A month-long occupation of the Mt Messenger bypass site on State Highway 3 in Taranaki has come to an end after police remove protesters this afternoon, making two arrests.
The protesters were last week issued a trespass notice by Waka Kotahi and the Ngāti Tama iwi, which agreed to swap 20 hectares of its Treaty settlement land so the project could go ahead. Ngāti Tama also received a cash payout of about $7 million.
Inspector Phil Gillbanks, Relieving Area Commander, said officers had enforced a trespass notice on behalf of Waka Kotahi following engagement and attempts at mediation by police between the unlawful occupiers and Waka Kotahi over the last month.
"Unfortunately a small number of the occupiers present refused to leave the site as requested today, and were subsequently arrested by Police. Two people attempting to access the site at the road blocks have been arrested for obstruction," he said.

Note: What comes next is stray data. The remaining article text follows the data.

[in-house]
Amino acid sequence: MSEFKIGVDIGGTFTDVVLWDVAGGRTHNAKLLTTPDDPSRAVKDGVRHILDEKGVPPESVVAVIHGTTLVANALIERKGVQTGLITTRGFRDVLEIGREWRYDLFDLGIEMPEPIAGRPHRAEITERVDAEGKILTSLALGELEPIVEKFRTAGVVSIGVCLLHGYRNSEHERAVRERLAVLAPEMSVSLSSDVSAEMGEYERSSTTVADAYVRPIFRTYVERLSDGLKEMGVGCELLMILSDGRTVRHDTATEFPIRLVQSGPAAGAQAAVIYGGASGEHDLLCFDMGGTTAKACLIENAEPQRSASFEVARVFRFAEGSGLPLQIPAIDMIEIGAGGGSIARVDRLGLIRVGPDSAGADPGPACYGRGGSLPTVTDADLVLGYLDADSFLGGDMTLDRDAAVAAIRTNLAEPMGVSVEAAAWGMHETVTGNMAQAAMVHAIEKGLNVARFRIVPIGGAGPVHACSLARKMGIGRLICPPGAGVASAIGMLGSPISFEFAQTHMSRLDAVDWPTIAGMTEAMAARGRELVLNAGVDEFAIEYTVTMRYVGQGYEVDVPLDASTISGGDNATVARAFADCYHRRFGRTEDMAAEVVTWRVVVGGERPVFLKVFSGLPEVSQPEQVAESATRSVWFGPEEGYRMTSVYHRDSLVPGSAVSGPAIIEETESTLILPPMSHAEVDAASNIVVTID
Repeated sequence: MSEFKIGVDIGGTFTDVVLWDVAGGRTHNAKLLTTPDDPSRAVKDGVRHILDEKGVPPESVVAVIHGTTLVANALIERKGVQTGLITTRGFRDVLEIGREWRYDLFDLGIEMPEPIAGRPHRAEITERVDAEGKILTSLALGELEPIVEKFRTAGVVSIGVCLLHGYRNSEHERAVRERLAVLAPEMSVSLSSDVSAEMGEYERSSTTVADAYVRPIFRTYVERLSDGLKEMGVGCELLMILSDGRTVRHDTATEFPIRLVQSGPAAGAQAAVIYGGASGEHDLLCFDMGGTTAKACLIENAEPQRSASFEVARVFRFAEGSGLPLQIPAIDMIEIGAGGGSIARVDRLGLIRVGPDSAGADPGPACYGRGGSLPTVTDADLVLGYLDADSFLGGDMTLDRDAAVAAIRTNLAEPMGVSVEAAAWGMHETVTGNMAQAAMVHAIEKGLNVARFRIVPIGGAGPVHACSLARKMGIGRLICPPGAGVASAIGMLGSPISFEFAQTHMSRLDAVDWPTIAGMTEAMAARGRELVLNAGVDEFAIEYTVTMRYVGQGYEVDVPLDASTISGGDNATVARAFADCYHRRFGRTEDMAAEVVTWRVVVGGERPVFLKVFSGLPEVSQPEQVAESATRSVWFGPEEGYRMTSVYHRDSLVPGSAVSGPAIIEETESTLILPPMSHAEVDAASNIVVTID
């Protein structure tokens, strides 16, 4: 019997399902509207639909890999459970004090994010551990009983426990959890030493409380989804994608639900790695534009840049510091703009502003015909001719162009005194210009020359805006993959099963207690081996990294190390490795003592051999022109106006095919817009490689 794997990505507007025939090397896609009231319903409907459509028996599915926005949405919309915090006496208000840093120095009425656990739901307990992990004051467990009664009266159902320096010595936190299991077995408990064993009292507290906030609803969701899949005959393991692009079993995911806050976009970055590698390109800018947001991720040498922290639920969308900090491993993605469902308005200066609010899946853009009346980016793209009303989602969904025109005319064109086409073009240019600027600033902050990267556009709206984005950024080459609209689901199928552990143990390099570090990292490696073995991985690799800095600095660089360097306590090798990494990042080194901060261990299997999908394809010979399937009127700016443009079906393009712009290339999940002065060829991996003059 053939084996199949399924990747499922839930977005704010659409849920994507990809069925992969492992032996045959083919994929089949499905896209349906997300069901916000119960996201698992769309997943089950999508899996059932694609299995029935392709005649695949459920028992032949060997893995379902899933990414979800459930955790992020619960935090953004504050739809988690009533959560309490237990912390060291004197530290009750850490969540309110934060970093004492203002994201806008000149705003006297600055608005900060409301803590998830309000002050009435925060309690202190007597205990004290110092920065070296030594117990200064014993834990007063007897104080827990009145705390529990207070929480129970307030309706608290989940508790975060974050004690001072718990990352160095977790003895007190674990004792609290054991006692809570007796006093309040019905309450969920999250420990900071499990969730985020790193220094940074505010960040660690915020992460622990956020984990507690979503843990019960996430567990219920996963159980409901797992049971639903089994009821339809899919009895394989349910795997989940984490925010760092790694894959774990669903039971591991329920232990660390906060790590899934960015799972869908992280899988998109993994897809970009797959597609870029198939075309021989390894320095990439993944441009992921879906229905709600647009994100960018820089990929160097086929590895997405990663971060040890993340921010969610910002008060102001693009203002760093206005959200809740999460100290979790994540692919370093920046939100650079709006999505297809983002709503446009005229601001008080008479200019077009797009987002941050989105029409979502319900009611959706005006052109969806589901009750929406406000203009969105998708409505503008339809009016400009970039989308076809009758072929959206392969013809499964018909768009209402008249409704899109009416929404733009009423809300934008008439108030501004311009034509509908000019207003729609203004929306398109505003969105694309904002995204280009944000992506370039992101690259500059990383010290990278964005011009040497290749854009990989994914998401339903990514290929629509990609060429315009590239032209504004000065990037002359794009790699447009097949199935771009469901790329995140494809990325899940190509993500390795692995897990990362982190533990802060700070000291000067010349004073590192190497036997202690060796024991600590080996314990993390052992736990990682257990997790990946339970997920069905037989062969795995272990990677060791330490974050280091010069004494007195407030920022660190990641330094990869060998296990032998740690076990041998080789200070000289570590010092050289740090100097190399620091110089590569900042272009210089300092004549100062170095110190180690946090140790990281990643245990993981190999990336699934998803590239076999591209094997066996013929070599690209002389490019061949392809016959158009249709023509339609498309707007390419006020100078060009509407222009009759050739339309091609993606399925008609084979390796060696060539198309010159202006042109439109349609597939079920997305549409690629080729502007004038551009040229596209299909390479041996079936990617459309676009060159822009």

He added it had been necessary to close State Highway 3 for safety reasons while police entered and resolved the situation.
Earlier a protest leader, Marie Gibbs from Poutama Charitable Trust, said about 10 police officers had arrived at the site at 9.30am and gave protesters two hours to move.
She said Ngā Hapū o Poutama - not Ngāti Tama - were the legal occupants, although they have not been recognised by the court as mana whenua.
"And we also believe that NZTA have obtained this land from Ngāti Tama by fraud, and police have agreed to take a statement from us to that effect."
Gibbs said some protesters had left the camp this morning, but about a dozen would be standing their ground.
Police had blocked off the road to prevent more supporters arriving, she said.
"From our point of view, we're the legal occupants here. NZTA have removed the maunga without any consultation and in breach of agreements they would leave that maunga intact."
Protesters were determined to remain non-violent, even if the police moved to forcibly remove them, she said.